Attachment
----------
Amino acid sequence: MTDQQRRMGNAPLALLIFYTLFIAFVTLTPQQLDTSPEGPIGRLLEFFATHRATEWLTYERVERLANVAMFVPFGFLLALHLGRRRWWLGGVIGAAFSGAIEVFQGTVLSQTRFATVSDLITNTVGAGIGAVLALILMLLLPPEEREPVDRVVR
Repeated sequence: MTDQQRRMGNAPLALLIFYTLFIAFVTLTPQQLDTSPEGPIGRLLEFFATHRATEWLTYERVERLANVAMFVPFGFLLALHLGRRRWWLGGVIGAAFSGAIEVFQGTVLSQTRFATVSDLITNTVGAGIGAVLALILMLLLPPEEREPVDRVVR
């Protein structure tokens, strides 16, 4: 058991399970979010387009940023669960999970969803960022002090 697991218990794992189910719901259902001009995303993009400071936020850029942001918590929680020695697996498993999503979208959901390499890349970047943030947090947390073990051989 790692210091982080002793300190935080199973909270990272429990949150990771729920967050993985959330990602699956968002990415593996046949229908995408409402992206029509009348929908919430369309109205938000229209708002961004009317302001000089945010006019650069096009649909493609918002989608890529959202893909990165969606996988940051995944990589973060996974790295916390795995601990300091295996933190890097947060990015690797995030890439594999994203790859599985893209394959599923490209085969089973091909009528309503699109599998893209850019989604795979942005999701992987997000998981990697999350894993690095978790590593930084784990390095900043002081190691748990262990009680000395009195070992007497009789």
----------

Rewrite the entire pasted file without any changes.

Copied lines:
Amino acid sequence: MTDQQRRMGNAPLALLIFYTLFIAFVTLTPQQLDTSPEGPIGRLLEFFATHRATEWLTYERVERLANVAMFVPFGFLLALHLGRRRWWLGGVIGAAFSGAIEVFQGTVLSQTRFATVSDLITNTVGAGIGAVLALILMLLLPPEEREPVDRVVR
Repeated sequence: MTDQQRRMGNAPLALLIFYTLFIAFVTLTPQQLDTSPEGPIGRLLEFFATHRATEWLTYERVERLANVAMFVPFGFLLALHLGRRRWWLGGVIGAAFSGAIEVFQGTVLSQTRFATVSDLITNTVGAGIGAVLALILMLLLPPEEREPVDRVVR
């Protein structure tokens, strides 16, 4: 058991399970979010387009940023669960999970969803960022002090 697991218990794992189910719901259902001009995303993009400071936020850029942001918590929680020695697996498993999503979208959901390499890349970047943030947090947390073990051989 790692210091982080002793300190935080199973909270990272429990949150990771729920967050993985959330990602699956968002990415593996046949229908995408409402992206029509009348929908919430369309109205938000229209708002961004009317302001000089945010006019650069096009649909493609918002989608890529959202893909990165969606996988940051995944990589973060996974790295916390795995601990300091295996933190890097947060990015690797995030890439594999994203790859599985893209394959599923490209085969089973091909009528309503699109599998893209850019989604795979942005999701992987997000998981990697999350894993690095978790590593930084784990390095900043002081190691748990262990009680000395009195070992007497009789």